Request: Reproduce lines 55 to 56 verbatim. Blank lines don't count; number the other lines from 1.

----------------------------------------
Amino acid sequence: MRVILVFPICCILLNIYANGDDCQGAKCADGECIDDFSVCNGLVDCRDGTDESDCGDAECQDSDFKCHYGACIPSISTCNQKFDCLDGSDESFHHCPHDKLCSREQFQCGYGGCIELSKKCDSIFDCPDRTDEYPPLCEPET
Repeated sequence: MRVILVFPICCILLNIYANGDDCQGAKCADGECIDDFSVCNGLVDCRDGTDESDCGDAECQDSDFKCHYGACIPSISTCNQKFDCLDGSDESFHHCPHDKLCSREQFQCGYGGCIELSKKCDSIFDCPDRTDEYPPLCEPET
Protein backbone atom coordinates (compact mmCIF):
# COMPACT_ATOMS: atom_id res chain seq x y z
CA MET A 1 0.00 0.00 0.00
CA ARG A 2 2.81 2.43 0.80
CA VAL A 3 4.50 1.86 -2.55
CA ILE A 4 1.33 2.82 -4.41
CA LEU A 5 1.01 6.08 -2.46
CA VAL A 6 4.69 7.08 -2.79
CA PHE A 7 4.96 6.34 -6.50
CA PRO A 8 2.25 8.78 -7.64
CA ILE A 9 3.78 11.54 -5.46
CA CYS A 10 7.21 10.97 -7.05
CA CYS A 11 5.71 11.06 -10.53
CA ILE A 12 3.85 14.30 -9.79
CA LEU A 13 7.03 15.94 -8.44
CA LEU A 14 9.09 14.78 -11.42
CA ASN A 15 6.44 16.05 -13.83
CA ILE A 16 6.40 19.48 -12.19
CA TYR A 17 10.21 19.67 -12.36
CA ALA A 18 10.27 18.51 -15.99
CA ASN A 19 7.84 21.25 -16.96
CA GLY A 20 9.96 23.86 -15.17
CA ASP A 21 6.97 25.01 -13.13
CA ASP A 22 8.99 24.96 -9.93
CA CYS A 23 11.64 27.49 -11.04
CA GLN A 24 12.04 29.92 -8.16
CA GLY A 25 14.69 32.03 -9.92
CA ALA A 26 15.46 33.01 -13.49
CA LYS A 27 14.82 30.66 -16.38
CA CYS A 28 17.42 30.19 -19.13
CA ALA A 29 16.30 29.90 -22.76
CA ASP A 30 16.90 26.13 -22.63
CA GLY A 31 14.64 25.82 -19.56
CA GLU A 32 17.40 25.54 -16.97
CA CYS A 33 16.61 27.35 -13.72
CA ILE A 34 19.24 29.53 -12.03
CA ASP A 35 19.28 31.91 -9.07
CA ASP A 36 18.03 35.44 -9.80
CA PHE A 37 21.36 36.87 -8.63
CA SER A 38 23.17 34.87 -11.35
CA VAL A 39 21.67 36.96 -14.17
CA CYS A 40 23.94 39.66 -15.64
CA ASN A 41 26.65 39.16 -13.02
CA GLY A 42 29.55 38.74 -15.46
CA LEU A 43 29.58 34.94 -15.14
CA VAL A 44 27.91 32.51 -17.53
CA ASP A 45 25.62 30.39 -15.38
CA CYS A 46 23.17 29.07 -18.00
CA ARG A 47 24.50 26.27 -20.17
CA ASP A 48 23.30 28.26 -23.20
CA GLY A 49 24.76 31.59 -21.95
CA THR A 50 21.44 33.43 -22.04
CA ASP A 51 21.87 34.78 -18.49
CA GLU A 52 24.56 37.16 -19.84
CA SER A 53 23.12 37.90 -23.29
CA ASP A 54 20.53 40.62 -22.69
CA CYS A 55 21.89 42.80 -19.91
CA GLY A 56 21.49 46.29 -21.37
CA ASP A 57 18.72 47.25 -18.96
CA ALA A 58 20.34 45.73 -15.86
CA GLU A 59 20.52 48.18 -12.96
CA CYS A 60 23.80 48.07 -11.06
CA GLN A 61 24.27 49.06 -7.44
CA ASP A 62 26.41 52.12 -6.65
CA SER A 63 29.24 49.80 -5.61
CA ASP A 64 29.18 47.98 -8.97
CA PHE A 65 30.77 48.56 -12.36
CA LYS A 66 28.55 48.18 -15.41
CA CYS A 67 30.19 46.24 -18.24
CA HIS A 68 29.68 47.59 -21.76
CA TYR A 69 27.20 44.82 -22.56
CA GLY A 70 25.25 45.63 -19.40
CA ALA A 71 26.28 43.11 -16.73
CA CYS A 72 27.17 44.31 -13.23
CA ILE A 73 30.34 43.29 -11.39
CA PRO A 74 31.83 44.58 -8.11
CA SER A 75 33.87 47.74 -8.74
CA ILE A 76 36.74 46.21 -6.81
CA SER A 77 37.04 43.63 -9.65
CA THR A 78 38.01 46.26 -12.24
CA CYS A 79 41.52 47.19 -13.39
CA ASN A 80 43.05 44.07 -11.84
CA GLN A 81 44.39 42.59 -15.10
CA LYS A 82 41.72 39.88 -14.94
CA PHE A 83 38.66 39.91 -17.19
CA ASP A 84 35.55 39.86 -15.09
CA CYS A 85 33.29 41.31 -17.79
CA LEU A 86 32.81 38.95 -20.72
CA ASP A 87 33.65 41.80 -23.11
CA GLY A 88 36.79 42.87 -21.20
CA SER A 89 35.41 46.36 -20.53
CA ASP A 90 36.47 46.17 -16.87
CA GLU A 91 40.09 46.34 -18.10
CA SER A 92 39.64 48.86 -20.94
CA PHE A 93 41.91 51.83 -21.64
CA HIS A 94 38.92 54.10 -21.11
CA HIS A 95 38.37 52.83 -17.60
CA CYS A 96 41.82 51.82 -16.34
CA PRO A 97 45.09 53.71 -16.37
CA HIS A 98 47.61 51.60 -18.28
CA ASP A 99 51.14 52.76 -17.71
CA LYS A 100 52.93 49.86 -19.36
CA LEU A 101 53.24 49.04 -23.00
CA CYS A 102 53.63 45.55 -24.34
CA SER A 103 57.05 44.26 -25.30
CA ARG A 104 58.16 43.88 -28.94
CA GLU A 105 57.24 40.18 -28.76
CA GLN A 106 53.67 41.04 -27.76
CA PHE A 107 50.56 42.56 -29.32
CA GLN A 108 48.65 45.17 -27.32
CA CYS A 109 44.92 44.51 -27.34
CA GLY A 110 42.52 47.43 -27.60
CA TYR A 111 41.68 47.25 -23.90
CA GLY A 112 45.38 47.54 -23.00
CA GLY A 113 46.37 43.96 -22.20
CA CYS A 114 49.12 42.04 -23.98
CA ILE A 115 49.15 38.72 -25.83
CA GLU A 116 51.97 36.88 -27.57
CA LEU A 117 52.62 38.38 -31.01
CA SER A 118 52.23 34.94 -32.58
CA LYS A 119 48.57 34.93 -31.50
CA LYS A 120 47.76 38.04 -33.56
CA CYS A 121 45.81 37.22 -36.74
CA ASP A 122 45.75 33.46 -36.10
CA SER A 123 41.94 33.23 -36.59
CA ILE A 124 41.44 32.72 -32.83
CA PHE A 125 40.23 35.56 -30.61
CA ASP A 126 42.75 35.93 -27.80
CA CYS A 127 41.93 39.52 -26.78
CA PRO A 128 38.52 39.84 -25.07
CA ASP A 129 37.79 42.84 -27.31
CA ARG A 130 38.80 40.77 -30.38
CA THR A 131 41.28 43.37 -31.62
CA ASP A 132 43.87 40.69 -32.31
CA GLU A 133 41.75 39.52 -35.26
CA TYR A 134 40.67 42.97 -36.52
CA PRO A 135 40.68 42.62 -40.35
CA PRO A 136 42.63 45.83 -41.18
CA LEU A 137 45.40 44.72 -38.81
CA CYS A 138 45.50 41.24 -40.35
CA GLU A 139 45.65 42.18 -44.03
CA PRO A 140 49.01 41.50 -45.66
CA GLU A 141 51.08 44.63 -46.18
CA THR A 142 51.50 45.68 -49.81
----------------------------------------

CA ASP A 51 21.87 34.78 -18.49
CA GLU A 52 24.56 37.16 -19.84